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Lost in America

My mission with Woody Allen is to fill in all the gaps in my film knowledge.  See as much as I can that I haven’t seen or appreciated before.  There are numerous filmmakers and films that deserve this treatment and as everyone else does, I have fairly big gaps in my film repertoire.  One of those is Albert Brooks.  In fact, Lost in America may be the first Brooks film I’ve ever seen.  I’ve seen films he’s starred in such as Broadcast News, Out of Sight, and, most recently, Drive.  But this is the first one I’ve seen that he has written and directed.  I’ve even read his recent novel, 2030: The Real Story of What Happens to America, a “would be funnier if it all didn’t feel so true” satire of the future of America.    But Brooks’ actual films as filmmakers have alluded me for one reason or another.  Maybe when I’m done trolling through Allen’s filmography, I’ll move on to Brooks’.

Lost in America is quite genuinely funny and hilarious.  A sharp look, not at America per se, but the greed and fulfillment of the American dream that drives all Americans.  Brooks plays an ad man who, in protest of not receiving a promotion but being handed a large account and being told to move to New York, quits and decides to drop out of civilization with his wife.   What that means exactly is hardly clear.  Frequent mentions of Easy Rider and pursuing artistic endeavors such as painting and writing come up but it’s difficult to ascertain what they mean by that and I don’t think the characters do either.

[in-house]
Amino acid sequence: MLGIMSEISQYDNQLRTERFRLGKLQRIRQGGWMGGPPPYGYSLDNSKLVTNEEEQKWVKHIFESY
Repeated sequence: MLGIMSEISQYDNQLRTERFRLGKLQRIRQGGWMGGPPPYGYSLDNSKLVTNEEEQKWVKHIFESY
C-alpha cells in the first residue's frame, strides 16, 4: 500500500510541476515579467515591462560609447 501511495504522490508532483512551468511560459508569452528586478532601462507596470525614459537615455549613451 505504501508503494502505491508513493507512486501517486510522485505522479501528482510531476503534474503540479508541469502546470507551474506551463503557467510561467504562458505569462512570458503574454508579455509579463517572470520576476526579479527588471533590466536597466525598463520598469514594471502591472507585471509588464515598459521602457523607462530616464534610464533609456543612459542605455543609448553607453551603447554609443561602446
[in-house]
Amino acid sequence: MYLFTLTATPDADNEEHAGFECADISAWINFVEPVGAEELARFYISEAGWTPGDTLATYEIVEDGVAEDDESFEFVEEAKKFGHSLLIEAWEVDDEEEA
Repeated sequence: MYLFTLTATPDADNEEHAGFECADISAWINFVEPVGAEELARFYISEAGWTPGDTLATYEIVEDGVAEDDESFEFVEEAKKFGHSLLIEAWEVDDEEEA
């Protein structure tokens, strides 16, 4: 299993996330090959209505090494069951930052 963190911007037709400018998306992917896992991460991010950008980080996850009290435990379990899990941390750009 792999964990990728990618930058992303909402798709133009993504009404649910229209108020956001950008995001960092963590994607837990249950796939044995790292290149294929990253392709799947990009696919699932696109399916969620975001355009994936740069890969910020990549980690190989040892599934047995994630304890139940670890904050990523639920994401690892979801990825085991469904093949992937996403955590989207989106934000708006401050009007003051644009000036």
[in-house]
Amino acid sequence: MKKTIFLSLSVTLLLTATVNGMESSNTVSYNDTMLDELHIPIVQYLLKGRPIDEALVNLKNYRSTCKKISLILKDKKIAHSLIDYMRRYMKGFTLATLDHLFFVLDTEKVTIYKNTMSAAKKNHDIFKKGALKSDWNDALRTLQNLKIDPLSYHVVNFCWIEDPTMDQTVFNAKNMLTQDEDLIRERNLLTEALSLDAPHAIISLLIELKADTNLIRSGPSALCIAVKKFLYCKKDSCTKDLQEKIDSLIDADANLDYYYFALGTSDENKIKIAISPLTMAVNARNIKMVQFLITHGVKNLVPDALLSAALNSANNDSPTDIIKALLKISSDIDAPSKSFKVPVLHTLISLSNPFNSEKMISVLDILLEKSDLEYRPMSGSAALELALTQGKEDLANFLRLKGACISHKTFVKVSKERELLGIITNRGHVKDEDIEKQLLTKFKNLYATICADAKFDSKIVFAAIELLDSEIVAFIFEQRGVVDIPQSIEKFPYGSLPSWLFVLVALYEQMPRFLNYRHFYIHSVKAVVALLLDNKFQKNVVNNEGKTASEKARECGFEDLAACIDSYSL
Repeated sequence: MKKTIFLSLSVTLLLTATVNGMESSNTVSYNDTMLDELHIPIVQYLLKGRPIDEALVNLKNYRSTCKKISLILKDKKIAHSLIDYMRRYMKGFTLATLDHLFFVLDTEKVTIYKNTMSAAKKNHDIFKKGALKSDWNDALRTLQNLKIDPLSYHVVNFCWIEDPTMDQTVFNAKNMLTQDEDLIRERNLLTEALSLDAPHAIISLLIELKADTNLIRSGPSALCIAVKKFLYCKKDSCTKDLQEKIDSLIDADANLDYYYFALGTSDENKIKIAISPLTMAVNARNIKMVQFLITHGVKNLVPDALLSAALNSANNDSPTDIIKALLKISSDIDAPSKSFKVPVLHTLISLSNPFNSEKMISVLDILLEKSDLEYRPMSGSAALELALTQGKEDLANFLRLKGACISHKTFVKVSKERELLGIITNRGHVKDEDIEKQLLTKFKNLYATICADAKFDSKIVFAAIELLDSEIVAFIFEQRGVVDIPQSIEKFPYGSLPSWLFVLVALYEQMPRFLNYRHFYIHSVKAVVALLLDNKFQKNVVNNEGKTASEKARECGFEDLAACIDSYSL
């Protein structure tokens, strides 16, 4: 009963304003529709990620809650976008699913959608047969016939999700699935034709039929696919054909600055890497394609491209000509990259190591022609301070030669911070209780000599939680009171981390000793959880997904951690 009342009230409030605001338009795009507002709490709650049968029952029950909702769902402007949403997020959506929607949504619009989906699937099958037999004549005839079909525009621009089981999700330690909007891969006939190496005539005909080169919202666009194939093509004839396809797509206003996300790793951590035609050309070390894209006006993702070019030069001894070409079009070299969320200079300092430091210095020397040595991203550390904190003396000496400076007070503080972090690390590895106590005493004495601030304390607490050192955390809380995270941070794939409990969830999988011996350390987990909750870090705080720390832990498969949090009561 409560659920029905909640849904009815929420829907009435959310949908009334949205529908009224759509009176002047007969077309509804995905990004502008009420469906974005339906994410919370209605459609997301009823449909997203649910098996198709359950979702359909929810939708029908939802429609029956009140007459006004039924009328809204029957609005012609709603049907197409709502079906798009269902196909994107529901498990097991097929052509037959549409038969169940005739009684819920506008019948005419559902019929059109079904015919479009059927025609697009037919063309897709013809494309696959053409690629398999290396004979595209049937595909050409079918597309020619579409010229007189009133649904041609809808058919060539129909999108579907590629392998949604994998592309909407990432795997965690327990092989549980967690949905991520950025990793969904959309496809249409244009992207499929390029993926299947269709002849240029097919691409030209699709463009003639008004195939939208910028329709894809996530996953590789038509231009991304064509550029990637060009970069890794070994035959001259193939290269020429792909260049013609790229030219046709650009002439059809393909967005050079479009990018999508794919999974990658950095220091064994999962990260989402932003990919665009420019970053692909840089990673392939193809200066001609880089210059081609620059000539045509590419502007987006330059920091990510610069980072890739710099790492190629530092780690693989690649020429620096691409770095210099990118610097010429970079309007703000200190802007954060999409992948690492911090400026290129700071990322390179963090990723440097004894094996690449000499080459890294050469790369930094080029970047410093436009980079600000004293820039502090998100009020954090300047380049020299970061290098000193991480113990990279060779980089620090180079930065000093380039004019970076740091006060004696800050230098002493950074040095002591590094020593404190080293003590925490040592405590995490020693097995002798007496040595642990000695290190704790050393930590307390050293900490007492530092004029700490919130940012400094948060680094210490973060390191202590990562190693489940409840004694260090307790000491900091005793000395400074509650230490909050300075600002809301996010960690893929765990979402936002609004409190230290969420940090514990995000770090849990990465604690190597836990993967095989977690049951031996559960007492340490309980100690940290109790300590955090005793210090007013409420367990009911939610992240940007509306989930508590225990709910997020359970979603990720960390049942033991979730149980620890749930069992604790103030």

Julie Haggerty and Albert Brooks have great chemistry as the harried married couple trying to make their way through the country in their luxury Winnebago but are soon waylaid when Haggerty’s character gambles away the entire nest egg at their first stop, Las Vegas.  Here lies the great contradiction that is the heart of the film.  These characters choose to “drop out” from American society but do so with the giant safety net that is their nest egg, gathered from their savings and the sale of many of their personal items.

From high paying executive job to well off vagabond, the film counters that these Los Angeles yuppies can’t make it without the luxuries that come with being part of that successful upper middle class society.  They live in a Winnebago with a fancy microwave and they’re travelling throughout the country with no worry for money, unlike the majority of the country.  But once all that money is gone, the solutions dry up.  They find little to no recourse other than getting menial jobs which only point to how well they had it.

This is a film about Americans who lost their way and find themselves back to that great capitalistic need and Brooks keeps the tone snide and snarky throughout.  The film glides gracefully from one stand out scene to the next that are both hilarious and insightful in the way it drags down the naïve and greedy world view of these characters trying to “drop out”, whatever that’s supposed to mean.  The ending feels a bit rushed as if it’s trying to meet its conclusion before the audience does but everything that occurs before it makes cements this film as a classic comedy.

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